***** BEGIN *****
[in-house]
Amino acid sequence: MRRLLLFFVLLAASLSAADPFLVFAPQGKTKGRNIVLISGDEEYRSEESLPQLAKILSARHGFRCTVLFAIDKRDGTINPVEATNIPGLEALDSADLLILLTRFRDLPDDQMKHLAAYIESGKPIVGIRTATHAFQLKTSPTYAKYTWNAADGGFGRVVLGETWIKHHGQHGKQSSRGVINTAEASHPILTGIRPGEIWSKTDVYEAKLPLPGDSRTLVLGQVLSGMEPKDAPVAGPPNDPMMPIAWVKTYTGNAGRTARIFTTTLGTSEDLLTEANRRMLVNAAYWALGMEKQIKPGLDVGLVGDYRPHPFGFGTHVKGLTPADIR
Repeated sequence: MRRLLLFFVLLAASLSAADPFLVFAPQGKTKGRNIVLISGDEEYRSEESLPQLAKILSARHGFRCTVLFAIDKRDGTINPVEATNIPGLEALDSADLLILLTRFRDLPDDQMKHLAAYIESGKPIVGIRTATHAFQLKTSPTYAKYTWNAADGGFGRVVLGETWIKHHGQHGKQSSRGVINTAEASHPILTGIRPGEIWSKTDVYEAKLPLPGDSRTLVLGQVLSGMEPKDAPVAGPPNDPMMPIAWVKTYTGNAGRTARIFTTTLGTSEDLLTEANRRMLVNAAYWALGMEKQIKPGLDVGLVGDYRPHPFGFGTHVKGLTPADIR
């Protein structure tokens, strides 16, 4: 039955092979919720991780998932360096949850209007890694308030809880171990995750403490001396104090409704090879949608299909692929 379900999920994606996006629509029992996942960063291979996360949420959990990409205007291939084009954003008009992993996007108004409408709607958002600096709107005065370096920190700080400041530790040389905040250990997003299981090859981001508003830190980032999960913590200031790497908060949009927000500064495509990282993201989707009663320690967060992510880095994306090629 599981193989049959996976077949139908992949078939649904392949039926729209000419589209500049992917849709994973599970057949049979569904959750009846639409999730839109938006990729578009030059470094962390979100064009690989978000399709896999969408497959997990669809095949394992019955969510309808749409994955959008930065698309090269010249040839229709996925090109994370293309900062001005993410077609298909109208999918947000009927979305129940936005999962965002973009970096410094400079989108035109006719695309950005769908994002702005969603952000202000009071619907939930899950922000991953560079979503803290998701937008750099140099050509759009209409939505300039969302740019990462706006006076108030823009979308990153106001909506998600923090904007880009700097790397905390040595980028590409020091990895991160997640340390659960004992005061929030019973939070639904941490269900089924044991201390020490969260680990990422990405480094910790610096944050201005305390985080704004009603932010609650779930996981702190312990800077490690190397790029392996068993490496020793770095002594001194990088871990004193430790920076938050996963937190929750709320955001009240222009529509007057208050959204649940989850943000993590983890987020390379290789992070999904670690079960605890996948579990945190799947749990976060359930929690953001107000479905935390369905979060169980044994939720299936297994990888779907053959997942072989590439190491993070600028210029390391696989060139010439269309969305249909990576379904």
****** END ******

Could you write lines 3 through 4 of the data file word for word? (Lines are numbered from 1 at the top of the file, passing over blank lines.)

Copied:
Repeated sequence: MRRLLLFFVLLAASLSAADPFLVFAPQGKTKGRNIVLISGDEEYRSEESLPQLAKILSARHGFRCTVLFAIDKRDGTINPVEATNIPGLEALDSADLLILLTRFRDLPDDQMKHLAAYIESGKPIVGIRTATHAFQLKTSPTYAKYTWNAADGGFGRVVLGETWIKHHGQHGKQSSRGVINTAEASHPILTGIRPGEIWSKTDVYEAKLPLPGDSRTLVLGQVLSGMEPKDAPVAGPPNDPMMPIAWVKTYTGNAGRTARIFTTTLGTSEDLLTEANRRMLVNAAYWALGMEKQIKPGLDVGLVGDYRPHPFGFGTHVKGLTPADIR
């Protein structure tokens, strides 16, 4: 039955092979919720991780998932360096949850209007890694308030809880171990995750403490001396104090409704090879949608299909692929 379900999920994606996006629509029992996942960063291979996360949420959990990409205007291939084009954003008009992993996007108004409408709607958002600096709107005065370096920190700080400041530790040389905040250990997003299981090859981001508003830190980032999960913590200031790497908060949009927000500064495509990282993201989707009663320690967060992510880095994306090629 599981193989049959996976077949139908992949078939649904392949039926729209000419589209500049992917849709994973599970057949049979569904959750009846639409999730839109938006990729578009030059470094962390979100064009690989978000399709896999969408497959997990669809095949394992019955969510309808749409994955959008930065698309090269010249040839229709996925090109994370293309900062001005993410077609298909109208999918947000009927979305129940936005999962965002973009970096410094400079989108035109006719695309950005769908994002702005969603952000202000009071619907939930899950922000991953560079979503803290998701937008750099140099050509759009209409939505300039969302740019990462706006006076108030823009979308990153106001909506998600923090904007880009700097790397905390040595980028590409020091990895991160997640340390659960004992005061929030019973939070639904941490269900089924044991201390020490969260680990990422990405480094910790610096944050201005305390985080704004009603932010609650779930996981702190312990800077490690190397790029392996068993490496020793770095002594001194990088871990004193430790920076938050996963937190929750709320955001009240222009529509007057208050959204649940989850943000993590983890987020390379290789992070999904670690079960605890996948579990945190799947749990976060359930929690953001107000479905935390369905979060169980044994939720299936297994990888779907053959997942072989590439190491993070600028210029390391696989060139010439269309969305249909990576379904």